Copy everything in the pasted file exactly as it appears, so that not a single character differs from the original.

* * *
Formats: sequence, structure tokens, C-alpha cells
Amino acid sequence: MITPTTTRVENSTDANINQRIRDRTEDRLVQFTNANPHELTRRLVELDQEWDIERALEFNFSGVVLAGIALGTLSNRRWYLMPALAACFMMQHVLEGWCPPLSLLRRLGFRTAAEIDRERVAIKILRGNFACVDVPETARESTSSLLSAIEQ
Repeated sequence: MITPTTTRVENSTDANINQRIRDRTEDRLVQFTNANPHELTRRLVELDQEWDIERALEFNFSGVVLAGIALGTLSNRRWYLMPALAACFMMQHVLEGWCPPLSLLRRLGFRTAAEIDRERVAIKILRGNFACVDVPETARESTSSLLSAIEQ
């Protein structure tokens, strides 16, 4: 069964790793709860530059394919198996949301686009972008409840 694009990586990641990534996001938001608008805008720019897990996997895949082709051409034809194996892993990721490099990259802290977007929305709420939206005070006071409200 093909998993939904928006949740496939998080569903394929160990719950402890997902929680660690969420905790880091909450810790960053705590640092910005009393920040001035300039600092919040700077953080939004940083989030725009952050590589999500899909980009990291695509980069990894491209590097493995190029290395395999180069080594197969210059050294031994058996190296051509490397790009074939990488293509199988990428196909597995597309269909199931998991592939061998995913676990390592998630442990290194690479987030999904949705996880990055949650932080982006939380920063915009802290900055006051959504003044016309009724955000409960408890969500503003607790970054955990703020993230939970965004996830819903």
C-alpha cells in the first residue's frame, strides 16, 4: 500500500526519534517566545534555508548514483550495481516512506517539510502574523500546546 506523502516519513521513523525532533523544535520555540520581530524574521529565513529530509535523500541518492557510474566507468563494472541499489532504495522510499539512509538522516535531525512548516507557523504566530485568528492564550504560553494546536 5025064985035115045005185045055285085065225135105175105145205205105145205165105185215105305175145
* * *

Formats: sequence, structure tokens, C-alpha cells
Amino acid sequence: MITPTTTRVENSTDANINQRIRDRTEDRLVQFTNANPHELTRRLVELDQEWDIERALEFNFSGVVLAGIALGTLSNRRWYLMPALAACFMMQHVLEGWCPPLSLLRRLGFRTAAEIDRERVAIKILRGNFACVDVPETARESTSSLLSAIEQ
Repeated sequence: MITPTTTRVENSTDANINQRIRDRTEDRLVQFTNANPHELTRRLVELDQEWDIERALEFNFSGVVLAGIALGTLSNRRWYLMPALAACFMMQHVLEGWCPPLSLLRRLGFRTAAEIDRERVAIKILRGNFACVDVPETARESTSSLLSAIEQ
């Protein structure tokens, strides 16, 4: 069964790793709860530059394919198996949301686009972008409840 694009990586990641990534996001938001608008805008720019897990996997895949082709051409034809194996892993990721490099990259802290977007929305709420939206005070006071409200 093909998993939904928006949740496939998080569903394929160990719950402890997902929680660690969420905790880091909450810790960053705590640092910005009393920040001035300039600092919040700077953080939004940083989030725009952050590589999500899909980009990291695509980069990894491209590097493995190029290395395999180069080594197969210059050294031994058996190296051509490397790009074939990488293509199988990428196909597995597309269909199931998991592939061998995913676990390592998630442990290194690479987030999904949705996880990055949650932080982006939380920063915009802290900055006051959504003044016309009724955000409960408890969500503003607790970054955990703020993230939970965004996830819903």
C-alpha cells in the first residue's frame, strides 16, 4: 500500500526519534517566545534555508548514483550495481516512506517539510502574523500546546 506523502516519513521513523525532533523544535520555540520581530524574521529565513529530509535523500541518492557510474566507468563494472541499489532504495522510499539512509538522516535531525512548516507557523504566530485568528492564550504560553494546536 5025064985035115045005185045055285085065225135105175105145205205105145205165105185215105305175145